TV Review: Black Lightning (Season 1, Episode 2)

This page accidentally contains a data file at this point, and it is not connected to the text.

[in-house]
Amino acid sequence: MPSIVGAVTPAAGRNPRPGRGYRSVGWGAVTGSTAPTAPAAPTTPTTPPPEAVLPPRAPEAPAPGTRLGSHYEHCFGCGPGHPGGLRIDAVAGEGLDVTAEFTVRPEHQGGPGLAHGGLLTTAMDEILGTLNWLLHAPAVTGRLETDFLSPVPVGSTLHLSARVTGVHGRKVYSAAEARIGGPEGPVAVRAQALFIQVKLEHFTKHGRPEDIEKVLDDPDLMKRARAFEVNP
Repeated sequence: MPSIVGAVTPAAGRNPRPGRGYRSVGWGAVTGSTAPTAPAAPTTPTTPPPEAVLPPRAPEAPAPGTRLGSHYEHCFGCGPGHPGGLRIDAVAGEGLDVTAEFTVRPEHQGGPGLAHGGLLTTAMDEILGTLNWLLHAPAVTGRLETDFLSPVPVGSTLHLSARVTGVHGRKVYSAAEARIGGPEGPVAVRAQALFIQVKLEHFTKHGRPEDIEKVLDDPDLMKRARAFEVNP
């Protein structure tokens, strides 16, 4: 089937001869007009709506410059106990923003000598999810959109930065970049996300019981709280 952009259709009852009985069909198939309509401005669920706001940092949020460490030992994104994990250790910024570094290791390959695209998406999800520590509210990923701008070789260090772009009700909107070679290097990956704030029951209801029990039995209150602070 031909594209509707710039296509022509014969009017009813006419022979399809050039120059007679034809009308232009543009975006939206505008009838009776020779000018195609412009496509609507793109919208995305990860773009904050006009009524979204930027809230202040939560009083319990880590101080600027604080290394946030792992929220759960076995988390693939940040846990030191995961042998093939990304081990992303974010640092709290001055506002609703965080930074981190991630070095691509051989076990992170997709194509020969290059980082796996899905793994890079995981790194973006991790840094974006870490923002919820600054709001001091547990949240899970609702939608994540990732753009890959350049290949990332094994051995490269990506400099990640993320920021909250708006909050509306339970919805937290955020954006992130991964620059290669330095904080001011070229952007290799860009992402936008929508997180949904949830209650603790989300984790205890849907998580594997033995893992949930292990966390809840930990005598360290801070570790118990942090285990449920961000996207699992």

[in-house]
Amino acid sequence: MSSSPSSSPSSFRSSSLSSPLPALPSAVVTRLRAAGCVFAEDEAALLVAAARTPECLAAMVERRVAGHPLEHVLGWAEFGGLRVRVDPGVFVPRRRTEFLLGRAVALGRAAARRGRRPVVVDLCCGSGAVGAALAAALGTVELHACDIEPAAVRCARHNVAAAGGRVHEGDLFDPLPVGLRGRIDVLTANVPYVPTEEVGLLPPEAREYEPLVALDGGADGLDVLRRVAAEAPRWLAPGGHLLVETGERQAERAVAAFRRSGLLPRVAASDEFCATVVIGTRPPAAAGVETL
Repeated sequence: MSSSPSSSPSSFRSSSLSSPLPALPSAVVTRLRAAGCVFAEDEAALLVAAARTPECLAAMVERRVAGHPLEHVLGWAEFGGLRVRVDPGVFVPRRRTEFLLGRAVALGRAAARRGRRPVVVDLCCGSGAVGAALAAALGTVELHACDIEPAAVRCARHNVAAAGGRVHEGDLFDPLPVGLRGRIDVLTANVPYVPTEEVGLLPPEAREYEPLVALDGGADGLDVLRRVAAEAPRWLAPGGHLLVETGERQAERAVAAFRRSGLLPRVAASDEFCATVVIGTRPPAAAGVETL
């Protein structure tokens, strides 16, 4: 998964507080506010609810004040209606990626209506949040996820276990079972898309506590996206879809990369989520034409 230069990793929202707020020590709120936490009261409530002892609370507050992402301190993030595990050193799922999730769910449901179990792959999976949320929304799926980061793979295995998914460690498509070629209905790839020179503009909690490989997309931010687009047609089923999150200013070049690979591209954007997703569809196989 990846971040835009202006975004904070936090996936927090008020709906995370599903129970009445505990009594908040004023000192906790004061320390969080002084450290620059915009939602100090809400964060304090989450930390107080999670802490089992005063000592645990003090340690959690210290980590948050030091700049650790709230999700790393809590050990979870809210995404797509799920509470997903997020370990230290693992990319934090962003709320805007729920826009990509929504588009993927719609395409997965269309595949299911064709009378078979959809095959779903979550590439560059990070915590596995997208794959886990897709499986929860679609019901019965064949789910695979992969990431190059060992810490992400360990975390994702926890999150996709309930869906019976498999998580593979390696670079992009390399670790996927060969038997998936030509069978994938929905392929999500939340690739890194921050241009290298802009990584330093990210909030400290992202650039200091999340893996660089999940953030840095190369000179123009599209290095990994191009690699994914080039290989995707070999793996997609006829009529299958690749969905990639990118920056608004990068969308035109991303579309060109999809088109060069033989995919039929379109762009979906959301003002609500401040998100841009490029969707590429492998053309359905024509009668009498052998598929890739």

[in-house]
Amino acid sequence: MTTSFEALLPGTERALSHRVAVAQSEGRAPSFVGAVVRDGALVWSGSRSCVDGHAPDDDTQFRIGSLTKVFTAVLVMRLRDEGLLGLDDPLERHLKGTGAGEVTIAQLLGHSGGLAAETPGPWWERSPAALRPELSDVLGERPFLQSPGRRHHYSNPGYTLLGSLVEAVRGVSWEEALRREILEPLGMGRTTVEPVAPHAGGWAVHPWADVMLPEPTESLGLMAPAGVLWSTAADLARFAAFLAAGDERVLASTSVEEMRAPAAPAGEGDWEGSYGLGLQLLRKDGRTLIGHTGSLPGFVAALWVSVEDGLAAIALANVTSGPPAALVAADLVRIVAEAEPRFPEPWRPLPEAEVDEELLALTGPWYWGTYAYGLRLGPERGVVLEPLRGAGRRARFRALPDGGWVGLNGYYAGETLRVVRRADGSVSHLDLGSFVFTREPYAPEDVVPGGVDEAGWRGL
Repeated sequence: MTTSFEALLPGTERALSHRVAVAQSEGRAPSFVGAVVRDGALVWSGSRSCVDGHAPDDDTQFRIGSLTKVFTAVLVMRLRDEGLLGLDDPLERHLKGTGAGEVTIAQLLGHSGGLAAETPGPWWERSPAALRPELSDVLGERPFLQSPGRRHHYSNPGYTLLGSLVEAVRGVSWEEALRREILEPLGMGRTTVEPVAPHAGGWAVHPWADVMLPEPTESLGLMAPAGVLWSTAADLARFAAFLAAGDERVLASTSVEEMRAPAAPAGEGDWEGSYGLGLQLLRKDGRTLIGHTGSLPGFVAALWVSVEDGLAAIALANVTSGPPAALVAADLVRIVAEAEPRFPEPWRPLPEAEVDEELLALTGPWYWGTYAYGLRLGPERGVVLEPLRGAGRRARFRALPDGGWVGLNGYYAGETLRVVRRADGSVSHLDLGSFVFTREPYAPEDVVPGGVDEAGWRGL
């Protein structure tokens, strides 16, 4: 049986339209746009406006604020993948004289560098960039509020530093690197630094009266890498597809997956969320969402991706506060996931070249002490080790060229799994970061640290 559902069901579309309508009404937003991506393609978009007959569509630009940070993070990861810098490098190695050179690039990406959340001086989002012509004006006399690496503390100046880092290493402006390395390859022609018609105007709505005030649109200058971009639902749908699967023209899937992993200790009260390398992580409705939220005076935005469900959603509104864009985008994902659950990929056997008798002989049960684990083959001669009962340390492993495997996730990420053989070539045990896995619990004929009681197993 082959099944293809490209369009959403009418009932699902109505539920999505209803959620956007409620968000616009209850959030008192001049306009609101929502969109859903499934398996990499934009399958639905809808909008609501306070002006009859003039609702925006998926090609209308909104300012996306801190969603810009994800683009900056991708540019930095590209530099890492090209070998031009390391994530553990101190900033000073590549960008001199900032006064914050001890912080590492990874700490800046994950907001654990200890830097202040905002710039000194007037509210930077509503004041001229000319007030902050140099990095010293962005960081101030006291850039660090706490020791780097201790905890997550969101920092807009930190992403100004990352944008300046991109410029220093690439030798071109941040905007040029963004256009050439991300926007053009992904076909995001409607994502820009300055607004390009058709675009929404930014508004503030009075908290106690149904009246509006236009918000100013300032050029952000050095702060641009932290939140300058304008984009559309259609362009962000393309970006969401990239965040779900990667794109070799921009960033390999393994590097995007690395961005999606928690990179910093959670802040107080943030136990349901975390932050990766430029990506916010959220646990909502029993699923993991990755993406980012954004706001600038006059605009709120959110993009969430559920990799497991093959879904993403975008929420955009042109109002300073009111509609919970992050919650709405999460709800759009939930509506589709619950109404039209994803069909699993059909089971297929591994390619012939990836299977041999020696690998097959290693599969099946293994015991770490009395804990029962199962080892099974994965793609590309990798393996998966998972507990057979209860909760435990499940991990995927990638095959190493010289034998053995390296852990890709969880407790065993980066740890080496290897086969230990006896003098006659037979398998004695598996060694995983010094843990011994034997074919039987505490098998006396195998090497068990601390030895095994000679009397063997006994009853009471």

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After a triumphant pilot, Black Lightning proves it has what it takes to keep riding its momentum in ‘LaWanda: The Book of Hope’. This episode explores the tragic story of LaWanda White, an ex-student of Jefferson’s, in her mission to rescue her daughter from The One Hundred, using this arc to explore Jefferson’s dilemma as to the best way in which he can help his community. In exploring the shortcomings of law enforcement’s abilities, and the perception from within some black communities that the police simply don’t have their best interests at heart, Jefferson must decide who Freeland needs him to be: the ‘Black Jesus’ of the community or Black Lightning? In a different vein to many other superhero shows which use policial ineptness to necessitate vigilante intervention, Black Lightning goes on another, far more mature route, which is to explain why the police can’t intervene to rescue LaWanda’s daughter. Henderson elaborates that girls who sell their bodies for the gang develop a Stockholm syndrome mentality, exemplifying the legal limits placed on the police. In this way, Black Lightning is still needed to fill a gap in the system, but rather than laying blame at the doors of individuals in the police department, the episode places it in the broader judicial and political systems.
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